FAMILY! Ia or ana
So I have so much to say. I don't even know where to start. I don't even know what is happening anymore. It is like the MTC is a giant time warp or long and hard and spiritual days. But it is great. I don't know what is wrong with me but I all of a sudden became an emotional person here. The spirit here is so strong, I can't even believe it. We joke around that you could read the phone book in the MTC and still feel the spirit. So, thanks for the letter mom, and I love the picture of Madeline you sent.
When I return home I am going to watch all of the Madeline episodes in french, just because I can.
So, the first day I walked into class and the teacher Soeur Buswell started talking to me in French and I was like, um... what? There are 12 people in my district going to Tahiti, and 2 zones for a total of 21 people going to Tahiti. It is still so funny when we tell people in the MTC where we are going.
Tahitians are legends here because we stay at the MTC the longest. 11 weeks is soooo long, but I am going to need all of that preparation for Tahiti. I am the only one in my district that doesn't speak French or didn't learn French in high school or college or something, so that is fun. Sometimes I want to cry, but I just have to tell myself the gift of tongues is real and that if I try my hardest the Lord will bless. Right now we are teaching an "investigator" (he is acting) from Tahiti, and giving him the lessons IN FRENCH. I usually just sit there and try to read a scripture or quote from Preach my gospel because I don't really know how to form my own sentences yet, except that reading scriptures is even nearly impossible because I have no idea how to pronounce everything. Our investigator Vetea Teochoari just laughs at me when I speak. I think I am probably saying something insulting. For example, the difference between saying la foi and le foi, only a slight sound change is either "the faith" or "the liver", so I may have told Vetea to have liver in Jesus Christ. I am not sure, but I do have faith.
On a positive note, I can say prayers in French and I can share my testimony. Those are pretty essential right?
Tell Marisa thank you for the doughnuts. They were delicious and my district was very happy to have some Krispy Kreme. Food here is allright. Mostly I eat oatmeal, pineapple, cantaloupe, yogurt, salads, and chicken. It is a little strange, but I don't even have time to think about what I am eating. All of us sisters in our zone going to Tahiti are scared of getting fat and there are no scales here, so we made a promise to each other to say something if it looked like we were growing. We have exercise every day and I am usually the Pilates woman, because I know a lot of weird and painful workouts. It is really fun, and we are going to have a goal to run a 5k by the 6 week period.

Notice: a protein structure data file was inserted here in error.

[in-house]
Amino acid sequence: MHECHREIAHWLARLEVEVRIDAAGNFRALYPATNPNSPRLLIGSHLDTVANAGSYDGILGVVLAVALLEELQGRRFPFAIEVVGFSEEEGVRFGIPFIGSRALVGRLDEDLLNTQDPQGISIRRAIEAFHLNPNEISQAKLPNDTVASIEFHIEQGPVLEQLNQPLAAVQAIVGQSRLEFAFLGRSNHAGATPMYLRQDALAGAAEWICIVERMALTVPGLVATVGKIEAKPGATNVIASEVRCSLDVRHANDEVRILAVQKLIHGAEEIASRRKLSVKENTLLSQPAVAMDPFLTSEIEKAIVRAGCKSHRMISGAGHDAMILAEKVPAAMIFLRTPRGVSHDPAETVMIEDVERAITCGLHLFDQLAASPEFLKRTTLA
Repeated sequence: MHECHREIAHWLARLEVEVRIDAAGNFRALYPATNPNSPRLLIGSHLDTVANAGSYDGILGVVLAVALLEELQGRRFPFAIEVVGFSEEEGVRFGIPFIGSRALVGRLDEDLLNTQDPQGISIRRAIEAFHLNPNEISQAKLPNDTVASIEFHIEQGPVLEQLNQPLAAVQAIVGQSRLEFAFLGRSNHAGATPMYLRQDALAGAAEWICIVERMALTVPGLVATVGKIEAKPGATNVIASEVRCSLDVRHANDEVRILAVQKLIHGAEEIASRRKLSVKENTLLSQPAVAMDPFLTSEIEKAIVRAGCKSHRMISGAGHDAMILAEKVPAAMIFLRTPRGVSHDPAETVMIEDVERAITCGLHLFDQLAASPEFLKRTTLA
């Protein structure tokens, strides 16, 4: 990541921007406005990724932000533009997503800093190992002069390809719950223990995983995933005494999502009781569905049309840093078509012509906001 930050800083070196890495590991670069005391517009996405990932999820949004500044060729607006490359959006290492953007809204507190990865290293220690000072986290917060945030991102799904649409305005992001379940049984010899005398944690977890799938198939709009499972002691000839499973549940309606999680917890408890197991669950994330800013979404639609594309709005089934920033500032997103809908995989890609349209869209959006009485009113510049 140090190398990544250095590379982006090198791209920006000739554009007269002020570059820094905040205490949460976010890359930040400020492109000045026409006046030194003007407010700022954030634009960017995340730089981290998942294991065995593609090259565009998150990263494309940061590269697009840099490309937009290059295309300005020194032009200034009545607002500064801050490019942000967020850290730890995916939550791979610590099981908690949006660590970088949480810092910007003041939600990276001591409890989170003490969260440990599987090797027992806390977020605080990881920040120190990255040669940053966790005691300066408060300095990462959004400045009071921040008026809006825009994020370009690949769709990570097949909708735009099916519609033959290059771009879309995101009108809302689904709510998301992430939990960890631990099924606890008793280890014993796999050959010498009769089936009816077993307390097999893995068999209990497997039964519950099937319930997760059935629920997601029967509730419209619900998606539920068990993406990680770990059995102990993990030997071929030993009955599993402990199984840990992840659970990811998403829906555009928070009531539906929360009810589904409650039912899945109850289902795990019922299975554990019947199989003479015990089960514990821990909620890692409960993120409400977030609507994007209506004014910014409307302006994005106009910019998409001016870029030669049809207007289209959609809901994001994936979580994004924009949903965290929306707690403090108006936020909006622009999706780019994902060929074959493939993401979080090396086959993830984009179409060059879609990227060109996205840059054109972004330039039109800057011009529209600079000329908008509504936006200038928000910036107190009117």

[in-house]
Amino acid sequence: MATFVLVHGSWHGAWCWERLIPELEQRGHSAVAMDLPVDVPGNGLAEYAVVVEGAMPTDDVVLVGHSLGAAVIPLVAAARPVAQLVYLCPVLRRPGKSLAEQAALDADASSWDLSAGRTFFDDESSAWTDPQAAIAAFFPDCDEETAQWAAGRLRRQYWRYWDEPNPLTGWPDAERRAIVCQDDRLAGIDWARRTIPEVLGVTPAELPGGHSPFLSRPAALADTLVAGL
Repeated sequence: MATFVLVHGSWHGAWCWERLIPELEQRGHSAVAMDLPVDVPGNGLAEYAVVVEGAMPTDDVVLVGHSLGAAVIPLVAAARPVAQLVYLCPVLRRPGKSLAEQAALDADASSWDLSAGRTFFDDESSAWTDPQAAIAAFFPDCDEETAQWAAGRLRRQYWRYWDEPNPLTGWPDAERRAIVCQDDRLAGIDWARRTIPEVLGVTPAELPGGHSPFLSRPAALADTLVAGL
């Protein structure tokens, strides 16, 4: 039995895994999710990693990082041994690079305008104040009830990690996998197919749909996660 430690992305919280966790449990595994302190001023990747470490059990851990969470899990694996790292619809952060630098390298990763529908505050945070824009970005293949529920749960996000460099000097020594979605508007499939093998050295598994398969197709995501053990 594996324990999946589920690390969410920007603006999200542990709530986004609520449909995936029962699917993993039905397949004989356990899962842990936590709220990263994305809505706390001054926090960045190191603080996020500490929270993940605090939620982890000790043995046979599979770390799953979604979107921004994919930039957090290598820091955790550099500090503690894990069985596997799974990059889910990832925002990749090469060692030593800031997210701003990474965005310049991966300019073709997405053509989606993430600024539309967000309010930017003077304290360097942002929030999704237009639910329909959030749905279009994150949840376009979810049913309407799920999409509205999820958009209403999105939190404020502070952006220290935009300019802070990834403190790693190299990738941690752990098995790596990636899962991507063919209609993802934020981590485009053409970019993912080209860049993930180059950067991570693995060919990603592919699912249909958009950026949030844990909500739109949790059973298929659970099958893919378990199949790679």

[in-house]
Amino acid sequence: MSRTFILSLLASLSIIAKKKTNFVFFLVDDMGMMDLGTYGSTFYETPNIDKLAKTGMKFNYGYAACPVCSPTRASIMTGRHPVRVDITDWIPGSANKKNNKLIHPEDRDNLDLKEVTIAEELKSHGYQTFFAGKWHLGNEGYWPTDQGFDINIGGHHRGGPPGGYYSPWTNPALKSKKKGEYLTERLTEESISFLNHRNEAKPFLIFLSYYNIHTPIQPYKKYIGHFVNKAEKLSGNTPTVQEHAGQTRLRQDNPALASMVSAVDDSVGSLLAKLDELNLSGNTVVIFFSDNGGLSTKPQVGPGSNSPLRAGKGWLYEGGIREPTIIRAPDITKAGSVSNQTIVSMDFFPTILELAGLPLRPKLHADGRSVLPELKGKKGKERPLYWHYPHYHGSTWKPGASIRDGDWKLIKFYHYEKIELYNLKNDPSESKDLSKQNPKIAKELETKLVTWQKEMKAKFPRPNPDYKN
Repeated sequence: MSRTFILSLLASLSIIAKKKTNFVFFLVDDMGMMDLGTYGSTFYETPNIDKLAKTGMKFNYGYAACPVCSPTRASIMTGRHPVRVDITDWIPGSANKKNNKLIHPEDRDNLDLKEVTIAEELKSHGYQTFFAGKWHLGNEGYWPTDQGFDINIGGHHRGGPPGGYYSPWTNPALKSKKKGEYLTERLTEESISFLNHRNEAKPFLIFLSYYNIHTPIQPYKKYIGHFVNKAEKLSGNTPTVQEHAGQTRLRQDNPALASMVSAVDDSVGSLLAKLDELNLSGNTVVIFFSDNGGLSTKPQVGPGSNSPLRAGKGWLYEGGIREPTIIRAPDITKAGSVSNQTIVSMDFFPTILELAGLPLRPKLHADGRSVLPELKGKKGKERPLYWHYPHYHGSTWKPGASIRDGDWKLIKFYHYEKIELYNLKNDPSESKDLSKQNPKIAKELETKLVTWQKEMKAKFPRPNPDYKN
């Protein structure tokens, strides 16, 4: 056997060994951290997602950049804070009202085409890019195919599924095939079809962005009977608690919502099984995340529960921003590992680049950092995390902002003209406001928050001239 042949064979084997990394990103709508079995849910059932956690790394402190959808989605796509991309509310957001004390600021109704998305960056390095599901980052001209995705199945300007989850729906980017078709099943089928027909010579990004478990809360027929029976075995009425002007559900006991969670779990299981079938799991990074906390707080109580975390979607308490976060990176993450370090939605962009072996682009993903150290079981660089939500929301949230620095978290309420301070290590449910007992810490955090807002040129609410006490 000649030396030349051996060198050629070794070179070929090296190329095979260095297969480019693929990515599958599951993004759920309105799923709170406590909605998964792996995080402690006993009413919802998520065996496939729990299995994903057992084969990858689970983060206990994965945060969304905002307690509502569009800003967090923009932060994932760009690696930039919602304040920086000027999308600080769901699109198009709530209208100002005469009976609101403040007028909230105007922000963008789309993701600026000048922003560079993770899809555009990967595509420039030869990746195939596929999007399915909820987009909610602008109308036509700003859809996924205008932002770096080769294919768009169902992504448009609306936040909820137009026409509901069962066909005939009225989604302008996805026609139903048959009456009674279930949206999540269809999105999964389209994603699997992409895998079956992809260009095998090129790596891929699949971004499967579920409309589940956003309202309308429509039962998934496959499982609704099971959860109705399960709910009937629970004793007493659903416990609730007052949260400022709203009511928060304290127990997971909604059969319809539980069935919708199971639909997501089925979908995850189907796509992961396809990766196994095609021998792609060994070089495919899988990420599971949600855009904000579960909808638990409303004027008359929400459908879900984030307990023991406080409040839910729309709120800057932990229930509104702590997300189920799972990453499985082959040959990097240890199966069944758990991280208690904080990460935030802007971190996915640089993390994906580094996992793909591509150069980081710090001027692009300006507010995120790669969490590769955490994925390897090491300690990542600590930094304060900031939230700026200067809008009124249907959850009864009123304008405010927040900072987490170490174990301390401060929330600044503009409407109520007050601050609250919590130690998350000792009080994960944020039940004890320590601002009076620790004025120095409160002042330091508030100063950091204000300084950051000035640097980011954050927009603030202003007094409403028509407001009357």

On Sunday, our sacrament meeting is in French, and each week the Branch President Mangum randomly selects 2 people to give a talk at the beginning of the meeting, so we all have to prepare a talk the week before. I was like, um... I don't even know how to pronounce anything in French let along give a talk, but luckily I didn't get called. Sundays are really the greatest, and I listened to the most incredible talk. Elder Bednar gave a talk a while ago on the character of Christ, and it was one of the most life changing talks I have every heard. Basically Elder Bednar noted how Christ always turns out in love and charity towards others at times where the natural man would turn in and feel selfishness and pity. Think of how much better we would be as people if we reached out to serve whenever we had trials in our lives. I am working on that. Sometimes I get frustrated (all of the time) or sad, where I just want to be all grumpy and distant, but instead I try to be optimistic and look for the needs of others. It is really helpful and I encourage you to do so as well.
More news is that we went to San Francisco on Monday! I don't think dad was working but I was in delta airport. We got called by the French embassy to get our visas in California, so we woke up at 1: 45 am, and left to get a flight there at 5: 30 am, then returned the same day at like 7 pm. It was rough and there is no time to nap here, so we are all just really tired. There is no time to make up sleep. It is kind of dumb because our eating schedule is breakfast at 6: 30 ( when normal missionaries wake up), so we always wake up at 5: 50 or so. But San Fran was great. On the airplane I talked with the Elders and I ate airplane snacks. I was sad they didn't have Biscoff cookies on Delta that day, but I got pretzels instead. In San Fran we went and ate breakfast at Boudin, a bakery thing, and it was delicious. I had a fruit and yogurt parfait and everyone else had croissants We gave a lot of pass along cards away, and I invited our bus driver guy to read the Book of Mormon. One sister even got the number and name of a security guard to give to the missionaries serving in that area. It was a great and tiring day. Well, I miss home a lot, but I see people here I know all of the time so that helps. I have probably hugged Katie Wiser a hundred times.
So basically you don't have to send me anymore clothes, I already have more than everyone else. Marisa if you are reading this than thank you so much for all of the sewing you did. I love my skirts and thank you thank you I love you. Also I would appreciate it if you would give me Marisa's address so I can write letters to Ashley or Marisa or whomever. I hope everyone is doing well! Tell brandon and Matthew and Troy to dear elder me, then I get the letter that day. Well I am loving the gospel and I still love Tahiti. I pray for you guys. Also thank you Karey for dear eldering me, and thank you for your letters! I love you all!